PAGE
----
The 2007 Fortune 500 listings reveal that women hold a negligible percentage of corporate positions in Fortune 500 companies. In fact, only 12 companies from the latest list published by 'Fortune' magazine have women CEOs at the helm. Sure there has been the occasional Carly Fiorina (Hewlett Packard) or a Margaret C. Whitman (E-Bay), or an Anne Mulcahy (Xerox), but the dream of an impressive corporate career, especially in the hi-tech industry, is not yet commonplace for women.
Many countries have been facing a shortage of workers in the hi-tech industry. In Israel, there is currently a shortfall of 10,000 employees, mostly Java and Dot Net programmers. In fact, such is the scarcity of skilled programmers that it has led to outsourcing of work - to countries like India and China. Industry biggies unanimously agree that the best solution to this growing problem is to draw more women into the workforce. But despite this there have not been any specific provisions to treat them at par with their male counterparts.
Dorit (36), a senior programmer at Ness Technologies, a leading IT services company in Israel, has a grouse against her firm. Despite having worked at the same level as that of her male colleagues for the last four-and-a-half years, she has not drawn similar returns in terms of an increased salary or perks. She says, "I earn less than men who have tasks similar to mine. In fact, one of my male colleagues and I had started working here at around the same time, but at present, my salary is 30 per cent lower than what he takes home. Despite this injustice, I felt uncomfortable asking for a raise on returning from maternity leave."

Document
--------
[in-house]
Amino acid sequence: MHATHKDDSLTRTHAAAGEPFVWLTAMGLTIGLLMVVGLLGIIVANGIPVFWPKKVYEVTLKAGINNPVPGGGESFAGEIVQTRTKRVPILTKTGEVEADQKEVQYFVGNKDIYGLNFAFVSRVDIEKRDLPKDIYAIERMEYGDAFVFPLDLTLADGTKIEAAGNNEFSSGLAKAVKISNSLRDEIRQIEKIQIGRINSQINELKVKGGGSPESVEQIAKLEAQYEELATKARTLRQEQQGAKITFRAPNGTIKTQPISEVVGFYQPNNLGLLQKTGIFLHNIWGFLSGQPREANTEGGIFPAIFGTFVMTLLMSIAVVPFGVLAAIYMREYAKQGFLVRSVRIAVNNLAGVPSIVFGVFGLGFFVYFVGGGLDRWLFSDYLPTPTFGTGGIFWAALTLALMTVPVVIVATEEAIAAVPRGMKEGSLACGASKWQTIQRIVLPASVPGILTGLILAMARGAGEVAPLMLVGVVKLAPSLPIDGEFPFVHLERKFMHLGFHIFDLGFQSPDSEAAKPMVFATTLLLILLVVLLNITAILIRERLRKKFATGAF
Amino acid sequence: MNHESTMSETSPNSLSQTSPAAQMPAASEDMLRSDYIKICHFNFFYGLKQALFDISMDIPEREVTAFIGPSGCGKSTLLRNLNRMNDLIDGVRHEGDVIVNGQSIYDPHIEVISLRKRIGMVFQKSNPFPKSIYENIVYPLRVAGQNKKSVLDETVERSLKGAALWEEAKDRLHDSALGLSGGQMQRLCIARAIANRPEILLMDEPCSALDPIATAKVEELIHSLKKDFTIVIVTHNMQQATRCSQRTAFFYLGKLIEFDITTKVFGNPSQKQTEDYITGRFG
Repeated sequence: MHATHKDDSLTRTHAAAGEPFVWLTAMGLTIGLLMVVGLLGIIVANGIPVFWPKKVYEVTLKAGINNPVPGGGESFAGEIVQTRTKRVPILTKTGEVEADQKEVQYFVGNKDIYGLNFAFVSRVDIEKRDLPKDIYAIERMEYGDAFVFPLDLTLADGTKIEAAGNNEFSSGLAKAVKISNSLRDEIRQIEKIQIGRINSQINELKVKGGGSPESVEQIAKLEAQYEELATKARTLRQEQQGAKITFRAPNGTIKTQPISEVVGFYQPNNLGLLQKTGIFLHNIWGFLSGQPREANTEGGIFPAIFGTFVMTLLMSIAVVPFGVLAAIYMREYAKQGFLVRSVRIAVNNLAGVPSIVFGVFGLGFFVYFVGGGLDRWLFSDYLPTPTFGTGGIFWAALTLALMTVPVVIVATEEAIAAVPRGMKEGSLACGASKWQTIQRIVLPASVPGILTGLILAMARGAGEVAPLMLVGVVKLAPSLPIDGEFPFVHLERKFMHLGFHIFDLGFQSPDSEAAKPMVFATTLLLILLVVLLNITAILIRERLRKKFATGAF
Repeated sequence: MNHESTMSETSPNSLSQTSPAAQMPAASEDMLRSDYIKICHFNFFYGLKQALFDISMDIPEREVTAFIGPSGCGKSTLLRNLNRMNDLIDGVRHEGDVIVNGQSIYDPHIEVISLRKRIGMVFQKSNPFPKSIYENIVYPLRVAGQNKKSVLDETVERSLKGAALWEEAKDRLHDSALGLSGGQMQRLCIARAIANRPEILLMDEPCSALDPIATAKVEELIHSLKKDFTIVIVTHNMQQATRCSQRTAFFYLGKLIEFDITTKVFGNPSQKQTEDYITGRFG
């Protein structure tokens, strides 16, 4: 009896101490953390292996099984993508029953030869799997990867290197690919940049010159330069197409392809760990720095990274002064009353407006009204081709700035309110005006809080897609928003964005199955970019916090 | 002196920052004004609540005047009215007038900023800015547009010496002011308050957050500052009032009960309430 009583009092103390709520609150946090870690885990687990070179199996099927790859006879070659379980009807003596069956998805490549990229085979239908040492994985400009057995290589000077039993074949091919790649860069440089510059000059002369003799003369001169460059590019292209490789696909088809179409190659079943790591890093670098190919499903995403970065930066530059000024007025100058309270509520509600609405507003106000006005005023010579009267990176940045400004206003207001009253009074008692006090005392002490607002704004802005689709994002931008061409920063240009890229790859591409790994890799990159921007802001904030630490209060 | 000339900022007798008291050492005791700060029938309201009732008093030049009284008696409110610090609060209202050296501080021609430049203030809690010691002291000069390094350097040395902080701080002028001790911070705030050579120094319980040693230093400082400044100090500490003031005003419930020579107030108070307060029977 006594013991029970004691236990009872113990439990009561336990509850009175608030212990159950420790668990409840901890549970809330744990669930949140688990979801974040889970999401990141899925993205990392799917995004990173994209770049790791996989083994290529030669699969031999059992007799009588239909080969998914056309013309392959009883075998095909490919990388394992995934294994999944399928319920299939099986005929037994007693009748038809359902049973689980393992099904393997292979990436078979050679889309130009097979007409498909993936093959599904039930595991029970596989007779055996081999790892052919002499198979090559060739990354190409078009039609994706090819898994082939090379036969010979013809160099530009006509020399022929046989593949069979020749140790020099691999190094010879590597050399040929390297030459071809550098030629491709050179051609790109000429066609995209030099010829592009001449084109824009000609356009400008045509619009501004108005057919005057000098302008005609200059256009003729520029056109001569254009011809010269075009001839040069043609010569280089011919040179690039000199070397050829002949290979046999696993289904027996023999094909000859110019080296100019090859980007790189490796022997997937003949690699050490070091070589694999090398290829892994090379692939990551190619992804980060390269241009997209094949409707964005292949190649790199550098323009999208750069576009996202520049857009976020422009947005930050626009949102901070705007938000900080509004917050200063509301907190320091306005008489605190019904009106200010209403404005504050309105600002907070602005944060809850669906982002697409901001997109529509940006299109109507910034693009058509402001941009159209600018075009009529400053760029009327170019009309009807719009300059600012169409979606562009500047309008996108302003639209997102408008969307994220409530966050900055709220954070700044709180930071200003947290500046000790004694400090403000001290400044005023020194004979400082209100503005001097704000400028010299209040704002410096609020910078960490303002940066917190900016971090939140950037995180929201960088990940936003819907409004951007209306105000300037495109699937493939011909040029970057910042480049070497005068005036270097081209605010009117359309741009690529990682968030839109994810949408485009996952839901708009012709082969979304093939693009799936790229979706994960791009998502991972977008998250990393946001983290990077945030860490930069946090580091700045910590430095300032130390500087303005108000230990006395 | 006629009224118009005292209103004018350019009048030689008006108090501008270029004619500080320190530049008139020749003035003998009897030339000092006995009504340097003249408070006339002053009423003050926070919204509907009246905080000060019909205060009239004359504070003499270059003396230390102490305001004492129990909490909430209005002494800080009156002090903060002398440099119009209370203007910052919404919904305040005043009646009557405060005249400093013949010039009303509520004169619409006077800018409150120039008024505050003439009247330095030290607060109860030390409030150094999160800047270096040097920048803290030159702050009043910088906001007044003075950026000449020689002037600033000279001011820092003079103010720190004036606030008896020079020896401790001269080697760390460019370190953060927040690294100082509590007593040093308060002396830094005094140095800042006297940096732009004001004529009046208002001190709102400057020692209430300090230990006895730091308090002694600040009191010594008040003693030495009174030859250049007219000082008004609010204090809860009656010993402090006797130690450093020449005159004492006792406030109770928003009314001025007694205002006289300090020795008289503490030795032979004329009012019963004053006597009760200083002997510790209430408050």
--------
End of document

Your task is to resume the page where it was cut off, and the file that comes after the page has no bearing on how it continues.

Dorit's is not an isolated case. Naama (31), also working at Ness as a senior manager, believes that there are many hurdles that women have to get past in order to move up in their careers. Often, family obligations force them to finish their work much faster and earlier than do their male colleagues. "In my present job, as well as in the previous one," she says, "the management had made it clear that working late nights or round-the-clock was not going to be the criteria for career advancement. Employees would be appreciated, measured and advanced by judging their productivity and not the actual number of hours spent in office. Nevertheless, I have realized that doing late nights is the best 'PR' an employee can have."
Such statements do not throw a favorable light on an industry that is looking to women to bail itself out of a manpower crisis. But as is usually the case, it is a woman who has decided to look out for the interests of fellow industry women. A year ago, Ayala Skop, wife of Arie Skop, former CEO of Microsoft, Israel, set up an NGO. Called Women Managers @ High-Tech, its objective is to empower women of the hi-tech industry in the country. A mother of two, Skop had been exposed to the demands of balancing a home and career. After thoroughly investigating the issue of salary discrimination, she decided to introduce some dramatic changes for women in the field.